Posts Tagged ‘Joseph Castillo’

Remembering the Cosco Busan Oil Spill Three Years Later – Turns Out That Everybody was to Blame

Wednesday, November 10th, 2010

Has it been only three years since the Cosco Busan, the leakiest 2001 Hyundai ever, spilled 58,000 gallons of bunker fuel* into the bay? Seems longer.

Anyway, turns out that a dude who supposed to be up front looking out for stuff in the pea soup fog was downstairs in the galley eating breakfast. I did not know that, no sir. Of course, the idea to depart on sked despite the fog came from the bar pilot, so that’s the person who’s primarily responsible. But there still plenty of blame to go around. Deets below.

Screeeeeeeeeeeeeeeech!

Click to expand

All right, it’s Blame Time:

The National Transportation Safety Board determined the following probable causes of the accident:

- the pilot’s degraded cognitive performance from his use of prescription medications, despite his completely clean post accident drug test,
- the absence of a comprehensive pre-departure master/pilot exchange and a lack of effective communication between Pilot John Cota and Master Mao Cai Sun during the accident voyage, and
- (COSCO Busan Master) Sun’s ineffective oversight of Cota’s piloting performance and the vessel’s progress.

Other contributing factors included:

- the failure of Fleet Management Ltd. to train the COSCO Busan crewmembers (which led to such acts of gross negligence as the bow lookout eating breakfast in the galley instead of being on watch) and Fleet Management’s failure to ensure that the crew understood and complied with the company’s safety management system;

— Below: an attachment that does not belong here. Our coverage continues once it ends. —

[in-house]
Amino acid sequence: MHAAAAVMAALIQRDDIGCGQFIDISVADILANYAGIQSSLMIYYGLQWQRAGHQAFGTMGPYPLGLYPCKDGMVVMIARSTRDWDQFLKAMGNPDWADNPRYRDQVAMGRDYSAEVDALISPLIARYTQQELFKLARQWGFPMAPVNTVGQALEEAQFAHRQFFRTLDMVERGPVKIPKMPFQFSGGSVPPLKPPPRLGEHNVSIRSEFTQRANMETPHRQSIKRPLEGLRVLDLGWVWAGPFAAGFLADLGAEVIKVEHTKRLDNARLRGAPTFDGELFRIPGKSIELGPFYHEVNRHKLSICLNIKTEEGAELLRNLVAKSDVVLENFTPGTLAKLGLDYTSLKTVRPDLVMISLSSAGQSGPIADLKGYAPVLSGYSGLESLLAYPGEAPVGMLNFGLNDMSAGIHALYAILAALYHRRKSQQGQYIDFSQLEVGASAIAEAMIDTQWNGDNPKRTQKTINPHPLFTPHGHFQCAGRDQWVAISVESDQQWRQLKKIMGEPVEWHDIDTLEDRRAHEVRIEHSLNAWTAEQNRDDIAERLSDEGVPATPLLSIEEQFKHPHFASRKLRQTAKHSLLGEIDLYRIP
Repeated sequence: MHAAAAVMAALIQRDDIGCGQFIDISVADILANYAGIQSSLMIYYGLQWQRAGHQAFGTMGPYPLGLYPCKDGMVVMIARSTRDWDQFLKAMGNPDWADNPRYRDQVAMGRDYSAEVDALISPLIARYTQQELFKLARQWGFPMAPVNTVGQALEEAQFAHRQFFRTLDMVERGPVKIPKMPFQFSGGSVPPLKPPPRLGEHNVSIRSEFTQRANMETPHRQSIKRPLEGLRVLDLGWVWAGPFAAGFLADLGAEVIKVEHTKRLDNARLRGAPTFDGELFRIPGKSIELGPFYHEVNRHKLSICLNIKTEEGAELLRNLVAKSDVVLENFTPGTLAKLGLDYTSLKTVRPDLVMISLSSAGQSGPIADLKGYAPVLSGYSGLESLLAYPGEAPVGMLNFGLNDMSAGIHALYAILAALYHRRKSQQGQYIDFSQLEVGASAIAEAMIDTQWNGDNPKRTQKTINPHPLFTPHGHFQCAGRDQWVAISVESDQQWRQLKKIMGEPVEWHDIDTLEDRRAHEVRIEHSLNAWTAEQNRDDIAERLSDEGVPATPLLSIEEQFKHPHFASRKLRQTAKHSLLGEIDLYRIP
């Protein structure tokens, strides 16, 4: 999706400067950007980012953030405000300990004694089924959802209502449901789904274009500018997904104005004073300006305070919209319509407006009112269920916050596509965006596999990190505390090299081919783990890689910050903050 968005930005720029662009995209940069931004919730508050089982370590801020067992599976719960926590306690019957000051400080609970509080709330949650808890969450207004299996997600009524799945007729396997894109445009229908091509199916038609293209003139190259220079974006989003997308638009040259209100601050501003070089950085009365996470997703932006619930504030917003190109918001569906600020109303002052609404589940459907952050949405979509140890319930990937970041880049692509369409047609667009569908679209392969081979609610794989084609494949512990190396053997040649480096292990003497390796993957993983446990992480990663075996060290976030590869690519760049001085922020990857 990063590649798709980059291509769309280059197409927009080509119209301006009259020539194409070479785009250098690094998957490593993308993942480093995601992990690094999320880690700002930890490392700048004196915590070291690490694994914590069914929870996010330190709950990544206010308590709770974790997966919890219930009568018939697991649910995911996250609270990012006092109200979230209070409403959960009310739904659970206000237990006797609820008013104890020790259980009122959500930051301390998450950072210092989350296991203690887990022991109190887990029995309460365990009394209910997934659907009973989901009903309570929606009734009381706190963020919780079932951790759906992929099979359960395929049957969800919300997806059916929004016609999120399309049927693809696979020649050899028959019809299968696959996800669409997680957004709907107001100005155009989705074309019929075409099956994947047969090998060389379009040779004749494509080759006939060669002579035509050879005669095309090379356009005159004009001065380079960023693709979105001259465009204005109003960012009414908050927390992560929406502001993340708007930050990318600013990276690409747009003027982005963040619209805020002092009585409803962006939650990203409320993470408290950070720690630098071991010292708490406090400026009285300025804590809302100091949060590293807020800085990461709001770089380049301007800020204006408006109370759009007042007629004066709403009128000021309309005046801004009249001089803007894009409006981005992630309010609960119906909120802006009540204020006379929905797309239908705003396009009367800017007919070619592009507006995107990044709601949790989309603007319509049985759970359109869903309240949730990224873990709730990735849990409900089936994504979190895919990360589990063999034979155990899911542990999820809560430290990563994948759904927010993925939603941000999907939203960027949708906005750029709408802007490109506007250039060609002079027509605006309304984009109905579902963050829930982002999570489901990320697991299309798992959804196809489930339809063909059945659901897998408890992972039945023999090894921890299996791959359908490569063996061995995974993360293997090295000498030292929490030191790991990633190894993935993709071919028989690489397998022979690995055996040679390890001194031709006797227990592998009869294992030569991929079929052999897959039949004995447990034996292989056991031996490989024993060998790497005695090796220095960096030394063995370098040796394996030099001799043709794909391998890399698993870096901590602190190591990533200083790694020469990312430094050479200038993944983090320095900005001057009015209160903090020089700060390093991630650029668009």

- the failure of Caltrans to maintain foghorns on the bridge which were silent despite the heavy fog;
- the failure of Vessel Traffic Safety (VTS) to alert Cota and Sun that they were headed for the tower. VTS is legally required to alert a vessel if an accident appears imminent, yet they remained silent;
- the malfunctioning radar on the COSCO Busan, which led Captains Cota and Sun to use an electronic chart for the rest of the voyage. Although Coast Guard investigators found the radar to be in working order, they did not examine it until days after the accident (allowing time for faulty equipment to be fixed, which is not uncommon after a marine accident)
- Captain Sun’s incorrect identification of symbols on the electronic chart;
- the U.S. Coast Guard’s failure to provide adequate medical oversight of Cota, in view of the medical and medication information he had reported to the Coast Guard

Happy Anniversary, Cosco Busan, or should I say MSC Venezia? Don’t ever come back.

The patched-up ship finally hits the road, back in aught-seven – this was the last time we’ll ever see the Cosco Busan in the Bay Area, most likely:

*Yeah, Wiki is still wrong on that gallonage figure, partly due to the U.S. Coast Guard sitting on information for months and months ’cause they didn’t want to earn themselves any more bad press.

The U.S. Coast Guard Ships Out of the Bay Area to Help with the BP Oil Spill

Friday, June 4th, 2010

The Bay Area-based USCGC Aspen Seagoing Buoy Tender just took off for Florida to help out with the Deepwater Horizon oil spill in the Gulf of Mexico.